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CLK signal question?
MUFF WIGGLER Forum Index -> Modular Synth General Discussion  
Author CLK signal question?
ncoded
What does a clock signal "look" like?

Is it a regular gate? What rate creates the bpm? every 16th? every beat?

what happens if the gate isn't regular?

so could i use a regular gate as a CLK signal?

is this like a square wave with a small pulse width?

noob problems here lol

peace
milkshake
A clock signal can be ANYTHING that goes from zero voltage OR below, to a higher voltage.

That means it doesn't have to be a regular gate or regular pulse train. Normally it does have a regular timing, but this is the modular world anything goes.
BPM is quarter notes per minute. 16th notes are 4 times faster.

If the pulse width is not regular and you input that to an envelope, you get groovy. Try it.
You can use an lfo with variable pulse width as clock and an other lfo to modulate the pulse width.

The term "gate" is commonly used as one of the outputs of a keyboard, sequencer or midi to cv/gate converter. And yes, you can use this as clock signal.
ncoded
kl thanks for the info. i think i gettit grin
Zentrix
Typically clock signal is some variation of a pulse wave or square wave. This is what most clock outputs will look like if you were to plug them into an oscilloscope. The pulse width may vary.


Classic MIDI clock is 24ppqn... so for every quarter note there are 24 pulses.
More modern eurorack designs are usually using 1 pulse per "step"... sometimes this means 1/4 note sometimes this means 1/16th note, although this is also relative I guess... depending on how you phrase/parse the sequence.
jorg
MIDI's 24ppq actually was based on an earlier modular-ish 24ppq sync signal for drum machines and sequencers; I think that idea came from Roland. So we've gone full-circle!

In my system, I have a MIDI input module that outputs the MIDI clock (if present). It can be programmed to divide it down to 16ppq or 1ppq.
JohnLRice
milkshake wrote:
BPM is quarter notes per minute.
Well, to be technical (hides) hihi BPM = Beats Per Minute and that only equates to quarter notes per minute if the time signature is n/4.
milkshake
JohnLRice wrote:
milkshake wrote:
BPM is quarter notes per minute.
Well, to be technical (hides) hihi BPM = Beats Per Minute and that only equates to quarter notes per minute if the time signature is n/4.


I stand corrected.
And full of shame.
JohnLRice
milkshake wrote:
JohnLRice wrote:
milkshake wrote:
BPM is quarter notes per minute.
Well, to be technical (hides) hihi BPM = Beats Per Minute and that only equates to quarter notes per minute if the time signature is n/4.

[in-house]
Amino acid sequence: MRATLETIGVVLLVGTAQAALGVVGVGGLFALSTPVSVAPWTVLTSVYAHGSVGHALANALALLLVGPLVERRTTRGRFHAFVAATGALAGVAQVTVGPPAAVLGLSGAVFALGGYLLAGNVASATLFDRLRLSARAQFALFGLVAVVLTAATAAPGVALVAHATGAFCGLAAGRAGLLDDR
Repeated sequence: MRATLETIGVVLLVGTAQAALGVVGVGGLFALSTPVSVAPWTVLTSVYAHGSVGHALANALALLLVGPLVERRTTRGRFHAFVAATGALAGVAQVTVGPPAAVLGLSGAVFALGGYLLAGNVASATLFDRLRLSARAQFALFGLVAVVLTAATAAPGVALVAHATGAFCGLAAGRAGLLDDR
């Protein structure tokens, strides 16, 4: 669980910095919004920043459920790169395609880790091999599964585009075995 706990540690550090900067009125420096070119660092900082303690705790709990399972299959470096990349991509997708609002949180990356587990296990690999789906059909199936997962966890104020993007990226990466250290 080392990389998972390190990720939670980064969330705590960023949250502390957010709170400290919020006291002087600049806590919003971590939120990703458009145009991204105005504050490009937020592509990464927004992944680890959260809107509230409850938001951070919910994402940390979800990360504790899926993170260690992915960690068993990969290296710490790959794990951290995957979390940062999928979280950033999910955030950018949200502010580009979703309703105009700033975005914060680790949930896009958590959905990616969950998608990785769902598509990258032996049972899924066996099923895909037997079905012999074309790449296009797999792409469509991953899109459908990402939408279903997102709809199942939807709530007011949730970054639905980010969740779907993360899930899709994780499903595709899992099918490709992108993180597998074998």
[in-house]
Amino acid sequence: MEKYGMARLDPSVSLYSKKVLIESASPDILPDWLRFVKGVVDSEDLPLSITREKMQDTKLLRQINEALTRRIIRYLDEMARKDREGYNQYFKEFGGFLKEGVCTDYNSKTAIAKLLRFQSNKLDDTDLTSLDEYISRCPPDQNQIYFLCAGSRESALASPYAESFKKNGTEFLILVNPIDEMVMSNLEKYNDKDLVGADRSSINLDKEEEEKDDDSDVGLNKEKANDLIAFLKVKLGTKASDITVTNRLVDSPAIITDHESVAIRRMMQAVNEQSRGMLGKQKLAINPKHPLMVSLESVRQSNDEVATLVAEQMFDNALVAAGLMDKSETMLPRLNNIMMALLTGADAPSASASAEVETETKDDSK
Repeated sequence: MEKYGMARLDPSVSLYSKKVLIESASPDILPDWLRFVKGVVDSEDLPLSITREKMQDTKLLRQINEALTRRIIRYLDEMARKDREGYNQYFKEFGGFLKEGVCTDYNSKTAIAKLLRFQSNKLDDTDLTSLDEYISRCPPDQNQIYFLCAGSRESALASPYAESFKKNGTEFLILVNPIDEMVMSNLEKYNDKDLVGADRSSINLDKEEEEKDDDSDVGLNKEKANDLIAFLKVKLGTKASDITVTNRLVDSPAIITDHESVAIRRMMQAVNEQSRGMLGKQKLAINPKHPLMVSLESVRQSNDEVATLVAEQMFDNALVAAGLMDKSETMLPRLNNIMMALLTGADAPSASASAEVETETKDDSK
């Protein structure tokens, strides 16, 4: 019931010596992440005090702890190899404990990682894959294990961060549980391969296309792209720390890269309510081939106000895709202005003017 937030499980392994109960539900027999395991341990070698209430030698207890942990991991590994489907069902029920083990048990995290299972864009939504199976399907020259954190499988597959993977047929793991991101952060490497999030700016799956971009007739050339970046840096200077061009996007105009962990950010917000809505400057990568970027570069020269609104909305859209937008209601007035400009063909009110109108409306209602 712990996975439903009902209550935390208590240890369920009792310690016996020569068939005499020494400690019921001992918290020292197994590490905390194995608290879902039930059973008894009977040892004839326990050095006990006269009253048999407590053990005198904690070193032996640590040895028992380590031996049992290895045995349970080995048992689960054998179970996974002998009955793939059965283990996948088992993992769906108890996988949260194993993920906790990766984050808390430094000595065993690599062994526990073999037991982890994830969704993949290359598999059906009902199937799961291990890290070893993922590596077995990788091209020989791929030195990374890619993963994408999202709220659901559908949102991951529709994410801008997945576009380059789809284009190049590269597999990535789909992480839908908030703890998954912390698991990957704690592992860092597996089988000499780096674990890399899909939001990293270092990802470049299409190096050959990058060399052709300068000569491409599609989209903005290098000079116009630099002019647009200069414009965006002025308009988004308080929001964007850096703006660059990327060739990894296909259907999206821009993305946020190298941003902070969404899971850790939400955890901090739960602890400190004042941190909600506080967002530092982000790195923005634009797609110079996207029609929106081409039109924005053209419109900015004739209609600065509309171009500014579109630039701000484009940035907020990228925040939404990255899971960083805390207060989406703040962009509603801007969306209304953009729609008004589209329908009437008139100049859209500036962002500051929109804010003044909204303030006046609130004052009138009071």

I stand corrected.
And full of shame.

Now I feel full of shame for causing another shame . . . . sad banana Dead Banana
kcd06
Something you might not yet appreciate is that in modular land, unlike digital computing or networks, the world does not come to a crashing halt if the clock rate is irregular. Or have competing clocks operating at different rates.

One style of sequencer--called a step sequencer--will output only gate signals; units such as the Moon Modular 563 and 568, or the tiptop audio circadian rhythms. Normally they are used to program events for percussion as they do not output a control voltage (CV) which would provide pitch control. But, you can plug the gate output of a step sequencer into the clock input of a full function sequencer, and then get not only pitch modulation (through the CV output of the second sequencer), but also vary the duration of each note or step (by programming the first sequencer.)
snercle
yeah the best thing about analog clocks is you can use just about anything as a clock signal if you gain it up high enough / set the threshold right on an audio > trigger converter Rockin' Banana!
milkshake
JohnLRice wrote:
milkshake wrote:
JohnLRice wrote:
milkshake wrote:
BPM is quarter notes per minute.
Well, to be technical (hides) hihi BPM = Beats Per Minute and that only equates to quarter notes per minute if the time signature is n/4.


I stand corrected.
And full of shame.

Now I feel full of shame for causing another shame . . . . sad banana Dead Banana


Just to clarify, I new the correct answer but didn't provide it. Hence my shame.
There's no shame in admitting a mistake. And there is no shame in politely correcting a mistake, as you did.
Drakhe
Just wanted to add that indeed anything going from 0 to a higher voltage can be used as a clock. Whether it works as a clock depends more on the receiving module and what it wants to see, so not all signals will work for all modules. For instance when a module expects to see a particular voltage as clock, if your clock signal does not reach said voltage it wont work. Also some modules may need a minimum gate length to work, so those will not work with triggers as clock. In such case you can still use your signal as clock but you'll need some utility to massage it into what the target module needs ...
Stides
Also wanted to add that on some devices I’ve seen that if the pulse isn’t narrow enoughyou can end up with 2 signals. One at the beginning of the pulse and one at the end. This is because sometimes tou have a little rise on the trailing edge. This will cause some devices to seem like the rate is multiplied.
dthorn
Gates and clocks can also be used as CVs when attenuated. Use a VC LFO as your main clock, mult its square output to a clock divider that outputs gates (not short triggers) and patch the divider's /2 output back to the LFO's CV input via an attenuator. The LFO will now swing by an amount set by the attenuator.

...Then patch some of the divider's other outputs to a DC coupled mixer and patch the output from that to a VCO (or any other voice element with a CV input) and you now have a strange little CV "sequencer" with adjustable swing.
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